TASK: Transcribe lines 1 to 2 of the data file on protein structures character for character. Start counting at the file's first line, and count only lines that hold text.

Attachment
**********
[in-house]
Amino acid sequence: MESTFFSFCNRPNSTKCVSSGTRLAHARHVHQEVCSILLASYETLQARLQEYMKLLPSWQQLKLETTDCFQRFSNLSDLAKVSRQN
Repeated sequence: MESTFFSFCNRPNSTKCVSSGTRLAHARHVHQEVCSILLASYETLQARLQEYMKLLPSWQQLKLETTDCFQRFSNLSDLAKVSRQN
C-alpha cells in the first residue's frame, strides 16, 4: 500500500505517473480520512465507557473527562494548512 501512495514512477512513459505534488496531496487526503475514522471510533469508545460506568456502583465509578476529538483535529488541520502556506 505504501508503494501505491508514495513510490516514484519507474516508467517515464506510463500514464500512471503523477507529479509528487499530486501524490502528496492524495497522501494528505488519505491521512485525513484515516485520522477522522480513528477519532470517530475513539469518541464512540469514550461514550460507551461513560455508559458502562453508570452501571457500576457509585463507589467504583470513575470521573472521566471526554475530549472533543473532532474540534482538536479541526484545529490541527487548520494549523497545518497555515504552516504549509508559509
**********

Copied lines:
[in-house]
Amino acid sequence: MESTFFSFCNRPNSTKCVSSGTRLAHARHVHQEVCSILLASYETLQARLQEYMKLLPSWQQLKLETTDCFQRFSNLSDLAKVSRQN